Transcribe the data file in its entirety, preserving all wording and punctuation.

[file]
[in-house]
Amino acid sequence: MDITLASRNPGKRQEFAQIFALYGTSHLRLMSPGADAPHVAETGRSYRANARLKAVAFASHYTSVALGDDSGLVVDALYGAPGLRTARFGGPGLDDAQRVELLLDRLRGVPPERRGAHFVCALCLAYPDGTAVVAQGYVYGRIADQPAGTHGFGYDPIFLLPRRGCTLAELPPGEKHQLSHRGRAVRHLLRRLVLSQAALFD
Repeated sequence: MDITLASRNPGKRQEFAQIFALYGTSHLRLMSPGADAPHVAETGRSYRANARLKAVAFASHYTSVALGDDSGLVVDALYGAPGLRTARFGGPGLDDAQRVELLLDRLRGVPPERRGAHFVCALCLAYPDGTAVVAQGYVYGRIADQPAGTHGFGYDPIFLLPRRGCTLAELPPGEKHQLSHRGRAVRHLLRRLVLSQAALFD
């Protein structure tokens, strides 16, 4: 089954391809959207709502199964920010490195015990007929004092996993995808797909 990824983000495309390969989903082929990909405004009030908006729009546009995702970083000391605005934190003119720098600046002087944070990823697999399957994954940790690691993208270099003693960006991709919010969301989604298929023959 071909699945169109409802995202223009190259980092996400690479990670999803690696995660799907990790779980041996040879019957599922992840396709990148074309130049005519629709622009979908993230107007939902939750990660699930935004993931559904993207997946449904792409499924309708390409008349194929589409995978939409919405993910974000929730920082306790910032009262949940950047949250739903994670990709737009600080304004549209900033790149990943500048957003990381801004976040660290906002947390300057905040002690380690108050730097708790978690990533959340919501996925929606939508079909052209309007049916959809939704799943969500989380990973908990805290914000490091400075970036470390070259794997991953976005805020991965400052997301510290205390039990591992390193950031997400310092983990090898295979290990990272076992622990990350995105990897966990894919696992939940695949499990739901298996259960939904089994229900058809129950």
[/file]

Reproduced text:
[in-house]
Amino acid sequence: MDITLASRNPGKRQEFAQIFALYGTSHLRLMSPGADAPHVAETGRSYRANARLKAVAFASHYTSVALGDDSGLVVDALYGAPGLRTARFGGPGLDDAQRVELLLDRLRGVPPERRGAHFVCALCLAYPDGTAVVAQGYVYGRIADQPAGTHGFGYDPIFLLPRRGCTLAELPPGEKHQLSHRGRAVRHLLRRLVLSQAALFD
Repeated sequence: MDITLASRNPGKRQEFAQIFALYGTSHLRLMSPGADAPHVAETGRSYRANARLKAVAFASHYTSVALGDDSGLVVDALYGAPGLRTARFGGPGLDDAQRVELLLDRLRGVPPERRGAHFVCALCLAYPDGTAVVAQGYVYGRIADQPAGTHGFGYDPIFLLPRRGCTLAELPPGEKHQLSHRGRAVRHLLRRLVLSQAALFD
């Protein structure tokens, strides 16, 4: 089954391809959207709502199964920010490195015990007929004092996993995808797909 990824983000495309390969989903082929990909405004009030908006729009546009995702970083000391605005934190003119720098600046002087944070990823697999399957994954940790690691993208270099003693960006991709919010969301989604298929023959 071909699945169109409802995202223009190259980092996400690479990670999803690696995660799907990790779980041996040879019957599922992840396709990148074309130049005519629709622009979908993230107007939902939750990660699930935004993931559904993207997946449904792409499924309708390409008349194929589409995978939409919405993910974000929730920082306790910032009262949940950047949250739903994670990709737009600080304004549209900033790149990943500048957003990381801004976040660290906002947390300057905040002690380690108050730097708790978690990533959340919501996925929606939508079909052209309007049916959809939704799943969500989380990973908990805290914000490091400075970036470390070259794997991953976005805020991965400052997301510290205390039990591992390193950031997400310092983990090898295979290990990272076992622990990350995105990897966990894919696992939940695949499990739901298996259960939904089994229900058809129950």